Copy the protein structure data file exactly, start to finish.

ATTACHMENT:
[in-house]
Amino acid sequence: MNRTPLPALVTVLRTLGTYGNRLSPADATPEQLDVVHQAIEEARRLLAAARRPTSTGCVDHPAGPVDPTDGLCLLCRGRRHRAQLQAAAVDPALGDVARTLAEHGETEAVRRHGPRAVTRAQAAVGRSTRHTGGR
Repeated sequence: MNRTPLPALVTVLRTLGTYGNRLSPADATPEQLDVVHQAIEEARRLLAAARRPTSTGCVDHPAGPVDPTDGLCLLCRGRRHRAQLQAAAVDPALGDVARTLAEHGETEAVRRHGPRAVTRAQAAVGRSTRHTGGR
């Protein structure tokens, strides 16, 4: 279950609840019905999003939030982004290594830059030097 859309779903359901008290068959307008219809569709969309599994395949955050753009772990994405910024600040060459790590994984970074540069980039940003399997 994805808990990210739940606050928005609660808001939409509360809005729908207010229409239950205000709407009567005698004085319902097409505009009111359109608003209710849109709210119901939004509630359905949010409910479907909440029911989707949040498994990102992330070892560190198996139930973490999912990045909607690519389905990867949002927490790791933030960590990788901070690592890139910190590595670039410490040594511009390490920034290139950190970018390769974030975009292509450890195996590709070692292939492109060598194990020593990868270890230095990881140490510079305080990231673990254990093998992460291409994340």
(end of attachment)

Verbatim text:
[in-house]
Amino acid sequence: MNRTPLPALVTVLRTLGTYGNRLSPADATPEQLDVVHQAIEEARRLLAAARRPTSTGCVDHPAGPVDPTDGLCLLCRGRRHRAQLQAAAVDPALGDVARTLAEHGETEAVRRHGPRAVTRAQAAVGRSTRHTGGR
Repeated sequence: MNRTPLPALVTVLRTLGTYGNRLSPADATPEQLDVVHQAIEEARRLLAAARRPTSTGCVDHPAGPVDPTDGLCLLCRGRRHRAQLQAAAVDPALGDVARTLAEHGETEAVRRHGPRAVTRAQAAVGRSTRHTGGR
């Protein structure tokens, strides 16, 4: 279950609840019905999003939030982004290594830059030097 859309779903359901008290068959307008219809569709969309599994395949955050753009772990994405910024600040060459790590994984970074540069980039940003399997 994805808990990210739940606050928005609660808001939409509360809005729908207010229409239950205000709407009567005698004085319902097409505009009111359109608003209710849109709210119901939004509630359905949010409910479907909440029911989707949040498994990102992330070892560190198996139930973490999912990045909607690519389905990867949002927490790791933030960590990788901070690592890139910190590595670039410490040594511009390490920034290139950190970018390769974030975009292509450890195996590709070692292939492109060598194990020593990868270890230095990881140490510079305080990231673990254990093998992460291409994340």